Avoiding the horrible, cliché “Spring has Sprung” post, the Vernal Equinox only takes place on the 22nd of September in the Southern Hemisphere, but this isn’t about that.

The West Coast is AMAZING;  the West Cost National Park is only just over an hour from the hustle of over-priced coffee and the plethora of bagel shops of the City Bowl in Cape Town. Even for a day trip, skip out on one night’s partying and tequila shots at Yours Truly, have an early night and head out as the sun starts to dissipate the mist along the R27 coastal route.

The spring flower season along the West Coast and Namaqualand is spectacular!


Route Planner

The park is inexpensive, the prices are seasonal and being a South African citizen comes with a slightly reduced rate.

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Current Tariffs.

In the park there is only a single restaurant/shop where you can buy the basic necessities for a day trip. Although, the restaurant “Geelbek” has a nice offering of a range of light meals, and more importantly tea/coffee, and some fairly legit West Coast baked goods. It can get rather busy and the laid back attitude of the West Coast can get rather annoying when it comes to service, but what’s the rush anyway.

The wild flowers along the coast have a really limited life span, so the best time for viewing is from August – September where the Postberg section of the park is opened up to the public. During the rest of the year this part of the park is off-limits to the general public as it’s an active military base.

When even the roads are lined with flowers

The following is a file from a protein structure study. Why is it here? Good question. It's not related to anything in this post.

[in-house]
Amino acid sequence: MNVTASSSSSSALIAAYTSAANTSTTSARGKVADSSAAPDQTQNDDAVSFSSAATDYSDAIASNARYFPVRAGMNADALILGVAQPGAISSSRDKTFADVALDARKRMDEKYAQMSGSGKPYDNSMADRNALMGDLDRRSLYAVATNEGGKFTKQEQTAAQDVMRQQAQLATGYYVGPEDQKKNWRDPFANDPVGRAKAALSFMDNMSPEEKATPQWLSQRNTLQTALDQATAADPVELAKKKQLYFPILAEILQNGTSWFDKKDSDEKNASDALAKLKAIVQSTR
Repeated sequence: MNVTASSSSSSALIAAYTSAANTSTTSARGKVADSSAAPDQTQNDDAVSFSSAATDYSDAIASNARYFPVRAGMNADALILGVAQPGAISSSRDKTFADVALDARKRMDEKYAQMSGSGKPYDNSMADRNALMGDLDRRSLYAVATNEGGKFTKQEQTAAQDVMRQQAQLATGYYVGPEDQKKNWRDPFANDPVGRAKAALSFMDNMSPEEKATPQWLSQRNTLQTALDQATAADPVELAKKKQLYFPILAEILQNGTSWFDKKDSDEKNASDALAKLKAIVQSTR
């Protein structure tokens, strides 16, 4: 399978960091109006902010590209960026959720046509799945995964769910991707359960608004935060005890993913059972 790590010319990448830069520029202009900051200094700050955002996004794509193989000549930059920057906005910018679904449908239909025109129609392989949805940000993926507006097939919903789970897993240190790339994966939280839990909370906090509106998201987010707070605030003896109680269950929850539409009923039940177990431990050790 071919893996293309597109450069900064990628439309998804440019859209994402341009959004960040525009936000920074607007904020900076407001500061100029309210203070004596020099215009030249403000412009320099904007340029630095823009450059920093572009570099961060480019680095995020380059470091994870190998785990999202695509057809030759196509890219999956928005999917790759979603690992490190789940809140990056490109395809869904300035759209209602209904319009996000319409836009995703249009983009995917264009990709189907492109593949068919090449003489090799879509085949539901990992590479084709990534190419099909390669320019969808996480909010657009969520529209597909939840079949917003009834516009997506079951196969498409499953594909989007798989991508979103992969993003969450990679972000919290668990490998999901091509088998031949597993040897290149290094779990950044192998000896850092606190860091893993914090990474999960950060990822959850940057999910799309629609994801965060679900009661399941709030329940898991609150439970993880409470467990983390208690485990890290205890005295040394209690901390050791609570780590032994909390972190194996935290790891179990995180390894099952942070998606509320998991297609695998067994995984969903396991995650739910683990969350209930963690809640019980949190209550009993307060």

It does take a little ducking and diving to find a spot to view the flowers without 15 Land Rovers who have driven off the road and parked off in the middle of a field ruining all photo opportunities, but it’s worth it. Although you’re not actually supposed to walk through the flowers- let alone drive through them- but I’ll write that off to those few being Johannesburg drivers.



Postberg Wild Flowers.


Skye with one of the countless varieties of the daisies.

Not that I ever need a reason to visit a National Park, but seeing the West Coast bursts of colour compared to when I last visited in March was quite a stark contrast. After a few hours taking photos of flowers and suffering intense pollen inhalation, it was about time to go find some of the lesser known creatures of the park.

First up was this little Angulate tortoise; they’re common throughout the park and often can be seen crossing the roads. Sadly a lot of them end up as road kill due to people simply not looking where they are driving, or speeding in the park.

Something I’m pretty sure regular visitors of the park wouldn’t even know even existed are these fascinating little Gronovi’s dwarf burrowing skinks. They are several species of Dwarf burrowing skinks in the park and can commonly be found on cool days just beneath the surface in loose, fine soil. They’re currently listed as a near-threatened species due to habitat loss and development of property on the West Coast.


After walking through flowers for most of the day I was itching to find some snakes to photograph among the flowers. Then things seemed to pop up all at once: found a few of these Herald Snakes in quick succession under a few small stones.

Herald snake in typical defensive posture, these snakes are rear fanged by their venom is weak and has virtually no effect on humans.

Another Herald snake this one quite unusual with a  totally black head, I’ve not seen this before in the species.

It didn’t take all that long when we came across this Cape Whip Snake which I’d never seen before so that’s a bonus. Sadly this species is listed as vulnerable sharing the same sentiments as the Dwarf Burrowing Skinks as human development being their major enemy.

The photo is one thing but the photos behind the photo are what I always find interesting.

Things are better on the West Coast:

by Tyrone Ping

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